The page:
Enjoying Colorado’s flying dragons

ILLUSTRATION BY R. GARY RAHAM Dragonfly ancestors looked much like their modern descendants but with a wingspan of 28"

By R. Gary Raham, Nature writer/illustrator

Modern cars may skim down the highway with sleek exteriors and aerodynamic contours, but auto enthusiasts still appreciate “classics” like the rugged model T that was able to survive rutted trails more suited to horses. Likewise, entomologists—not to mention your average nature enthusiast—love to observe the rainbow colors of butterflies and the seemingly infinite variety of beetles, while still marveling at the classic insect remnants of Paleozoic times called dragonflies. You can find them easily on local foothills trails or even invite them to your own yard with a bit of planning to accommodate their needs.

Dragonflies resemble biwing planes with two pair of large, transparent wings extended, even when at rest. Their huge eyes may remind you of the goggles old aviators used flying in open cockpits. Dragonflies have many common names including mosquito hawks, devil’s darning needles (or devil’s horses), and snake doctors. While European common names tend to associate dragonflies with evil, they are considered omens of good luck in Japan and much of Asia, and commonly appeared as art motifs in Native American southwest art. Dragonflies are not only harmless to humans, but they consume lots of potentially disease-carrying mosquitoes and are a wonder to observe as they dart and dive in search of prey or a mate. With little economic importance, however, they remain understudied and sometimes misunderstood.

If their flying needle form looks intimidating to “bugaphobes,” consider what it would be like to meet their Permian relatives that lived some 300 million years ago. Meganeuropsis permiana found in the Kansas Elmo Formation, stretched 28 inches from wingtip to wingtip. Some of our own small mammalian ancestors would have done well to stay out of their way.

Dragonflies are professional predators as both larvae and adults. Adults possess “wrap-around” eyes with some 280 degrees of acute vision. Their spiny legs hang down like grappling hooks and surround their prey in a basket-like cage. Independently movable wings give them a maneuverability that’s the envy of helicopter pilots.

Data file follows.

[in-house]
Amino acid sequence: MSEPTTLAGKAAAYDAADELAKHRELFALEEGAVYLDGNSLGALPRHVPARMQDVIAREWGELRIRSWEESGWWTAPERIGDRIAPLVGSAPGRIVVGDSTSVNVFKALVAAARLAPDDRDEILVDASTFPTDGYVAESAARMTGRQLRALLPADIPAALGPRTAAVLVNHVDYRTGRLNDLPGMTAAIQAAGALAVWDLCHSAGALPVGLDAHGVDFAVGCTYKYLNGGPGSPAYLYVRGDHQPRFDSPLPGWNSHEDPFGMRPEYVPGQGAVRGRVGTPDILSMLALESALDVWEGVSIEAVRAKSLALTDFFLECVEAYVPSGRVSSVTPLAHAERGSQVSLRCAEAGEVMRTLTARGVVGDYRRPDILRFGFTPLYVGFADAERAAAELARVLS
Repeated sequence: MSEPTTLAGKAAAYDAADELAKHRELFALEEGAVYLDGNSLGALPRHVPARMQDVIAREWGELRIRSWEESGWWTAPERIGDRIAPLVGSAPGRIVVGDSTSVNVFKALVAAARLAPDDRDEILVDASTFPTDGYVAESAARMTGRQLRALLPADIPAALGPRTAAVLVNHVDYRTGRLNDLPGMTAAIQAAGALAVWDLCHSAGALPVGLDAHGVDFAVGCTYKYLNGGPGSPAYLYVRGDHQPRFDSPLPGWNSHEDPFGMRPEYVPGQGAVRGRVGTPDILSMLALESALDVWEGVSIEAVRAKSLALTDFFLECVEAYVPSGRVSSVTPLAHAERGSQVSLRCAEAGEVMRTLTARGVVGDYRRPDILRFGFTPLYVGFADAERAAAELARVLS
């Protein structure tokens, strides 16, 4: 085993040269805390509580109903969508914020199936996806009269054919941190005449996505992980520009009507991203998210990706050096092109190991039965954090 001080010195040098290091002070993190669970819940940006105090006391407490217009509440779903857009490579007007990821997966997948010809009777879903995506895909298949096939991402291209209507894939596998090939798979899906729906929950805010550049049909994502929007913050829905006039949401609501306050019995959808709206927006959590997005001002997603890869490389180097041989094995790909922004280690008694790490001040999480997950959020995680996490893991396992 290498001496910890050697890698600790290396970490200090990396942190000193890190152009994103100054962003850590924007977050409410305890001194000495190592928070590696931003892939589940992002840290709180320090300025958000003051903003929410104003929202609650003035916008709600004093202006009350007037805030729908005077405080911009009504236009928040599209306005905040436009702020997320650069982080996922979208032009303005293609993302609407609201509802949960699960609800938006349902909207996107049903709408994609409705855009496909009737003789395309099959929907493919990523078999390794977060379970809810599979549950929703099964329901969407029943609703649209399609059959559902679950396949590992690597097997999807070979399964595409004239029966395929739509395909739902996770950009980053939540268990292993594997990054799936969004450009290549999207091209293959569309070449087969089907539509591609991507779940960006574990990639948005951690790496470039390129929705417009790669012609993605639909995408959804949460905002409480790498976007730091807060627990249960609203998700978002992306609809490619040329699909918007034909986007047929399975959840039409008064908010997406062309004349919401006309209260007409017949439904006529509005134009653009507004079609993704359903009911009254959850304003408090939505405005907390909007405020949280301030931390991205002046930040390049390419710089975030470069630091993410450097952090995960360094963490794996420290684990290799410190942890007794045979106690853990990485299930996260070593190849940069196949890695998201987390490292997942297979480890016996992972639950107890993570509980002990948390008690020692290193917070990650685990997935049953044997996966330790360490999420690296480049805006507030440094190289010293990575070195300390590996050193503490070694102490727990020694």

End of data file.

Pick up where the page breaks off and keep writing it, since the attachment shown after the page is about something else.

But their larvae (nymphs) are the really awesome killers. They hatch from eggs deposited by females in ponds, lakes, streams, or any body of available water. (In fact, females will sometimes dive bomb the shiny hoods of cars, mistaking them for puddles.) Larvae look like six-legged tanks armed with hook-like teeth that spring forward on a hinged extension of their mouth parts and impale mosquito larvae, tadpoles, small fish, and whatever else blunders by. Once hooked, the prey gets hauled back to the dragonfly nymph’s real chewing apparatus, the mandibles, where they are cut to munchable-sized shreds.

Dragonflies spend 98% of their lives as nymphs. The colorful adults we admire are merely sexual phase show-offs, but watching them is fun. Males stake out territories near ponds or other bodies of water. A male uses the tip of his abdomen to transfer a sperm packet from his 9th abdominal segment to his second so the claspers on his 10th segment will be free to grab a passing female by the neck. Once so commandeered, the female loops her abdomen around to snag the sperm packet with her sexual organs. You may see these dragonfly ring gymnastics either while the insects are perched on a plant stem or in flight. The male may stay attached until the female lays her eggs or just hang around to make sure another male can’t claim paternity.

People can attract dragonflies to their yards by creative garden planning that includes elements of standing and/or flowing water—water being essential to dragonfly reproduction. Even a 150-gallon water garden will attract a variety of dragonflies and damselflies. Females will lay eggs that hatch into nymphs, which you can also observe or raise in small containers to directly see which nymphs produce which dragonfly adults. Adults like to perch on nearby plants and some nymphs require soil at the bottom of the water container in which to burrow.

For a fun visual reference to common dragonflies in Colorado, check out https://www.inaturalist.org/check_lists/57919-Dragonflies-and-Damselflies-of-Colorado

Naturalists don’t need fantasy video games while the local dragons of summer are flying outside. These insects provide hours of pleasurable observation and a solid appreciation of “classic” insect design.

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